Saturday, November 16, 2013

"The Legend Lives On...

...from the Chippewa on down of the big lake they call Gitchi Gumi..."

Overshadowed earlier in the week by the USMC birthday and the Veterans Day posts, I missed another historic moment. Revered in Great Lakes lore,and romanticized by songwriters such as Gordon Lighfoot, the wreck of the Edmund Fitzgerald was one of the largest maritime disasters in the history of Great Lakes shipping.

The Edmund Fitzgerald, nicknamed "Mighty Fitz" or "Big Fitz" was off to a rocky start from the beginning. It took three attempts to break the champagne bottle on her christening and she collided with a pier on launch, but went off to a 17 year run of great success. When launched on June 8, 1958 the Fitzgerald was the largest ship on any of the Great Lakes.

For 17 years the Fitz carried tactonite iron ore from Duluth, MN to Detroit, Toledo and other Great Lakes ports. The workhorse of Superior, she set seasonal haul records six different times. Affectionately known as the DJ captain, Captain Peter Pulcer was known to pipe blaring music through the ship's loudspeakers and to entertain spectators on the shore of the canals and rivers with running commentary on the ship as she passed by. The Big Fitz was a fan favorite, and people often came out in great numbers to see her and wave to the crew as she passed by.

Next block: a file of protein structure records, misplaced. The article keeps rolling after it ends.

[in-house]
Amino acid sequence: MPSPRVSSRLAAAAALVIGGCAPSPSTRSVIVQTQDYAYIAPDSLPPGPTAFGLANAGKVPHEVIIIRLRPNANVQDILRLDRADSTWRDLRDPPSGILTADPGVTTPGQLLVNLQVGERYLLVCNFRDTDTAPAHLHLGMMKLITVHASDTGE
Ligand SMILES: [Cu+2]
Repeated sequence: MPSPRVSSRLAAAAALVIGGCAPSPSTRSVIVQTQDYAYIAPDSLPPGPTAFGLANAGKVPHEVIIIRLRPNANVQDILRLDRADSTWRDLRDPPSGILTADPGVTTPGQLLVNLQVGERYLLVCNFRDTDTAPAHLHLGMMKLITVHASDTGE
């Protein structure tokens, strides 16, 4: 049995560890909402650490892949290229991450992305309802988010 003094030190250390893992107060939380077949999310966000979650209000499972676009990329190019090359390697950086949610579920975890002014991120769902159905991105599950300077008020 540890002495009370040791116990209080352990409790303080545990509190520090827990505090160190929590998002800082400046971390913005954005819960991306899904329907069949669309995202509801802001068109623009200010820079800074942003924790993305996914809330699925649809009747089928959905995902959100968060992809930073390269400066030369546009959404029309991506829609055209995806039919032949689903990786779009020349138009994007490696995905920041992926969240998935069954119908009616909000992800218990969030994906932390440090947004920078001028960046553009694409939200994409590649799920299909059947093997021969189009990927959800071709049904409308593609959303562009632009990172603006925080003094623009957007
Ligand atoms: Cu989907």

All that would end on November 9-10, 1975, when the ship sunk in a massive gale while carrying 26,000 tons of tactonite. A series of problems and mishaps led to the sinking and the deaths of the 29 crew members on board. While no one knows the exact cause or sequence of events, it is known that the Fitzgerald was caught by an early November storm, battered by 50mph+ winds, and flooded by swells over 20 ft. tall that raked her from the side and swamped her decks. The Fitzgerald sunk swiftly, and at some point broke into two pieces, though it's not known for sure if the ship split while sinking or if it split when it hit the lake bottom.

Memorial services for the crew members lost were held in the Mariner's Church in Detroit. During the service, the church bell rang 29 times, once for each life lost. 

The ship's bell was recovered from the wreck in 1995 and was replaced with a replica which was engraved with the names of the 29 crew members. The original bell, along with other recovered items were displayed at a permanent memorial in Whitefish Point. After a series of controversies surrounding an attempted removal of the bell, it ended up on permanent display at the Great Lakes Shipwreck Museum, also at Whitefish Point, where it is still today. The museum is a tribute to all of the souls lost on all of the Great Lakes.

Controversy over the wreck continues to this day, as new theories arise with regularity. None can be proven totally conclusive, so debate will no doubt continue.

Gordon Lightfoot brought this event to life in 1976 with his stirring folk ballad, "The Wreck of the Edmund Fitzgerald". It is a song as relevant and moving today as it was when released and is recommended listening for all.

Whether the mystery will be solved or not cannot be said with certainty. Regardless, it is a maritime tragedy, as are all lives and ships lost in the transportation of Great Lakes commerce. Never forget those who gave their all in a dangerous line of work, and never take for granted those who go to work knowing the risks. To them, it's not just a job and it's often not for the money. It's carrying on a tradition and a way of life.

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